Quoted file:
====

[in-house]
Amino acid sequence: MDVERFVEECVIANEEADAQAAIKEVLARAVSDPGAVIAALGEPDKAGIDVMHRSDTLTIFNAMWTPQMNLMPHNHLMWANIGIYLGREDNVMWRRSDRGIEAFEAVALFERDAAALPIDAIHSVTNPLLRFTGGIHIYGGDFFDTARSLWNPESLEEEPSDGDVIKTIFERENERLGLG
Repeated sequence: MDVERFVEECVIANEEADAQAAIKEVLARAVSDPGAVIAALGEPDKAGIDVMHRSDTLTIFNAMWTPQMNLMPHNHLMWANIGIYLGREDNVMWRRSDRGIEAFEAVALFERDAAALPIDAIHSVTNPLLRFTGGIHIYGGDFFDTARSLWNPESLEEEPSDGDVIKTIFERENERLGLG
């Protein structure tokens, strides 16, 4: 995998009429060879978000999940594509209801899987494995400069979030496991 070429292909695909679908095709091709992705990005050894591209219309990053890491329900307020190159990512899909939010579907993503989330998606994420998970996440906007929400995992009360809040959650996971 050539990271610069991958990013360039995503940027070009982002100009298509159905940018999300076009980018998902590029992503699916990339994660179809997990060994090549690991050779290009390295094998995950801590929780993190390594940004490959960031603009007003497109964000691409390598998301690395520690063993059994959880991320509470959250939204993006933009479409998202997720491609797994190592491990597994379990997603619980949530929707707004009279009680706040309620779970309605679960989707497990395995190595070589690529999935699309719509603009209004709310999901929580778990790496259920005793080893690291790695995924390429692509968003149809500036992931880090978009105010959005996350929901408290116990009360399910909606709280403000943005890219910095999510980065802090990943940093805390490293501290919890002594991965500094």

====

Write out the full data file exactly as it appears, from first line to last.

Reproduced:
[in-house]
Amino acid sequence: MDVERFVEECVIANEEADAQAAIKEVLARAVSDPGAVIAALGEPDKAGIDVMHRSDTLTIFNAMWTPQMNLMPHNHLMWANIGIYLGREDNVMWRRSDRGIEAFEAVALFERDAAALPIDAIHSVTNPLLRFTGGIHIYGGDFFDTARSLWNPESLEEEPSDGDVIKTIFERENERLGLG
Repeated sequence: MDVERFVEECVIANEEADAQAAIKEVLARAVSDPGAVIAALGEPDKAGIDVMHRSDTLTIFNAMWTPQMNLMPHNHLMWANIGIYLGREDNVMWRRSDRGIEAFEAVALFERDAAALPIDAIHSVTNPLLRFTGGIHIYGGDFFDTARSLWNPESLEEEPSDGDVIKTIFERENERLGLG
């Protein structure tokens, strides 16, 4: 995998009429060879978000999940594509209801899987494995400069979030496991 070429292909695909679908095709091709992705990005050894591209219309990053890491329900307020190159990512899909939010579907993503989330998606994420998970996440906007929400995992009360809040959650996971 050539990271610069991958990013360039995503940027070009982002100009298509159905940018999300076009980018998902590029992503699916990339994660179809997990060994090549690991050779290009390295094998995950801590929780993190390594940004490959960031603009007003497109964000691409390598998301690395520690063993059994959880991320509470959250939204993006933009479409998202997720491609797994190592491990597994379990997603619980949530929707707004009279009680706040309620779970309605679960989707497990395995190595070589690529999935699309719509603009209004709310999901929580778990790496259920005793080893690291790695995924390429692509968003149809500036992931880090978009105010959005996350929901408290116990009360399910909606709280403000943005890219910095999510980065802090990943940093805390490293501290919890002594991965500094």